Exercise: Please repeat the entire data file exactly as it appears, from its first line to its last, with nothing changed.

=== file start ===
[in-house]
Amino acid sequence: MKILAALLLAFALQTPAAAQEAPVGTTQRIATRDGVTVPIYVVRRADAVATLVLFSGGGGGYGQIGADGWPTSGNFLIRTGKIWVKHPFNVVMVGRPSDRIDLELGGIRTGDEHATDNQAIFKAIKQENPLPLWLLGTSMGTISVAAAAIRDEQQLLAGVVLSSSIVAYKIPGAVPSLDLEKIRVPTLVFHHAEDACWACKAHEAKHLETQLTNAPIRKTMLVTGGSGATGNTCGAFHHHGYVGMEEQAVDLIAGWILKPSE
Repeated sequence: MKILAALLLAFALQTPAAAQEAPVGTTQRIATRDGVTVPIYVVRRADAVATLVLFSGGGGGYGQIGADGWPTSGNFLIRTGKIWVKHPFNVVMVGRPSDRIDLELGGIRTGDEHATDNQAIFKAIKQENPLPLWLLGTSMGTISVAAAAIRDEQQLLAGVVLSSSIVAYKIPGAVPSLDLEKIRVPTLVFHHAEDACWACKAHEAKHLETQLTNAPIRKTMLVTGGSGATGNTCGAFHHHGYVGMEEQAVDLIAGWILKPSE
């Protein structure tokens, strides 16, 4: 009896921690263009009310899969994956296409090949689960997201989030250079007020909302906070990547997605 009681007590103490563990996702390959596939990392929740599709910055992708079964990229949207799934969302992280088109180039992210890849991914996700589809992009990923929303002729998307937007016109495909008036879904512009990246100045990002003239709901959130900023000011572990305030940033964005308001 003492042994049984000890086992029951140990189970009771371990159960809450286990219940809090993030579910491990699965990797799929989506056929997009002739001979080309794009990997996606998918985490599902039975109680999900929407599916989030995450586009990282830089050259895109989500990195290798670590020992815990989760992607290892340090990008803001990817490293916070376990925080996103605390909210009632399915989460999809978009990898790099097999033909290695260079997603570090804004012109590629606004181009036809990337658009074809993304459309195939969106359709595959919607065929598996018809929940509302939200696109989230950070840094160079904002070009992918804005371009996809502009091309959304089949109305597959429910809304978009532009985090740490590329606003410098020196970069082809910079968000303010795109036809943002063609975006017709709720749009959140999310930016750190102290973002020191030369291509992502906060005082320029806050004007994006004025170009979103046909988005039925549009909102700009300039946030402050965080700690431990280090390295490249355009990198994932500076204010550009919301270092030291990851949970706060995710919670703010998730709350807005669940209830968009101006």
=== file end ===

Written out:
[in-house]
Amino acid sequence: MKILAALLLAFALQTPAAAQEAPVGTTQRIATRDGVTVPIYVVRRADAVATLVLFSGGGGGYGQIGADGWPTSGNFLIRTGKIWVKHPFNVVMVGRPSDRIDLELGGIRTGDEHATDNQAIFKAIKQENPLPLWLLGTSMGTISVAAAAIRDEQQLLAGVVLSSSIVAYKIPGAVPSLDLEKIRVPTLVFHHAEDACWACKAHEAKHLETQLTNAPIRKTMLVTGGSGATGNTCGAFHHHGYVGMEEQAVDLIAGWILKPSE
Repeated sequence: MKILAALLLAFALQTPAAAQEAPVGTTQRIATRDGVTVPIYVVRRADAVATLVLFSGGGGGYGQIGADGWPTSGNFLIRTGKIWVKHPFNVVMVGRPSDRIDLELGGIRTGDEHATDNQAIFKAIKQENPLPLWLLGTSMGTISVAAAAIRDEQQLLAGVVLSSSIVAYKIPGAVPSLDLEKIRVPTLVFHHAEDACWACKAHEAKHLETQLTNAPIRKTMLVTGGSGATGNTCGAFHHHGYVGMEEQAVDLIAGWILKPSE
């Protein structure tokens, strides 16, 4: 009896921690263009009310899969994956296409090949689960997201989030250079007020909302906070990547997605 009681007590103490563990996702390959596939990392929740599709910055992708079964990229949207799934969302992280088109180039992210890849991914996700589809992009990923929303002729998307937007016109495909008036879904512009990246100045990002003239709901959130900023000011572990305030940033964005308001 003492042994049984000890086992029951140990189970009771371990159960809450286990219940809090993030579910491990699965990797799929989506056929997009002739001979080309794009990997996606998918985490599902039975109680999900929407599916989030995450586009990282830089050259895109989500990195290798670590020992815990989760992607290892340090990008803001990817490293916070376990925080996103605390909210009632399915989460999809978009990898790099097999033909290695260079997603570090804004012109590629606004181009036809990337658009074809993304459309195939969106359709595959919607065929598996018809929940509302939200696109989230950070840094160079904002070009992918804005371009996809502009091309959304089949109305597959429910809304978009532009985090740490590329606003410098020196970069082809910079968000303010795109036809943002063609975006017709709720749009959140999310930016750190102290973002020191030369291509992502906060005082320029806050004007994006004025170009979103046909988005039925549009909102700009300039946030402050965080700690431990280090390295490249355009990198994932500076204010550009919301270092030291990851949970706060995710919670703010998730709350807005669940209830968009101006």